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Do You Lie about a Meh Meal?

Last night my wife and I went out for dinner. The food was fair, the service brusque and the ambiance lacking. As the meal closed, the manager wandered by and asked how our meal was. Without missing a beat, we said it was good using our most chipper voices.

Leaving, I felt a tinge of regret for the manager. He tried to “survey” how the meal went. He received positive feedback. It would be understandable if he felt like the restaurant did a good job. Except the customer felt otherwise. If he knew our true feelings, he might be able to work on improving the dining experience. Instead, we left him in the dark.

As a leader, you must expect a lack of candor from your customers. We did not share our true feelings with the restaurant manager because we did not want to spend the emotional energy talking to him when we had no attachment to the place. We left, we won’t go back. What do we gain from having an uncomfortable conversation about it?

As leaders, you should be aware of the “I most likely won’t talk about a bad experience” phenomenon. Asking “how is it?” will not get you valid information.

Instead, you need to spend time really considering what a satisfied customer looks like and using those metrics to judge your performance. In some businesses, the number of return customers is key or perhaps the average spend.

In the school business, we, of course, look at our retention rates. I would suggest we might also look at the number of applicants who are referred by current parents. We can look at the speed in which families re-enroll and how many alumni come to reunions. While the results of the parent survey offer some information, the percentage of parents who care enough to respond to the surveys may offer more. It is worth the time to have a conversation about good satisfaction metrics beyond surveying.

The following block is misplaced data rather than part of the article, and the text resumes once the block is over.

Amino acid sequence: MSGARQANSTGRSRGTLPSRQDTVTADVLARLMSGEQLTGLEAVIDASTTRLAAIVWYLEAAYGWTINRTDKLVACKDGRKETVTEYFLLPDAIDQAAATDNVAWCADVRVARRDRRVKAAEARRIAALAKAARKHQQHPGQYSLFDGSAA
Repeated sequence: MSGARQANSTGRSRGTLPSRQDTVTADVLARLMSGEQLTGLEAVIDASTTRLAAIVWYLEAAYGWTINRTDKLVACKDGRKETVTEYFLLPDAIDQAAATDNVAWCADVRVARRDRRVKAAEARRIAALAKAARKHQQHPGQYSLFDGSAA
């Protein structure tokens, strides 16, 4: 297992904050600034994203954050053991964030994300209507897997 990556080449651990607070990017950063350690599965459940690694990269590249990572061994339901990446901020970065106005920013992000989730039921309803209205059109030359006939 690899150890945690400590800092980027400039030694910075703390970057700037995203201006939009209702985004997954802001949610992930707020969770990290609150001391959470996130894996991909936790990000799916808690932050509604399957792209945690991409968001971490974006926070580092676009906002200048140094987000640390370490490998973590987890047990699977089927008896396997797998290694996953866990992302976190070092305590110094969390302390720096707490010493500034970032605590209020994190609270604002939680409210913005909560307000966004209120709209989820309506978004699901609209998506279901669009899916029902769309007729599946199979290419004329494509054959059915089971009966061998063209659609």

Perhaps anti-intuitively, if a current parent or student spends the time to complain about something, embrace rather bristle at them. This parent--I know exceptions exist--has the emotional investment to care and is no doubt informing you of a concern that is shared. (Though it is ok to discount the “everyone thinks like I do” mantra that accompanies some complaining parents.) It is so easy to become defensive when someone brings a concern; instead listen carefully and see if something can be improved. Most people will not take the time to share their concerns.

Customer satisfaction is important, spend the time to measure it well.


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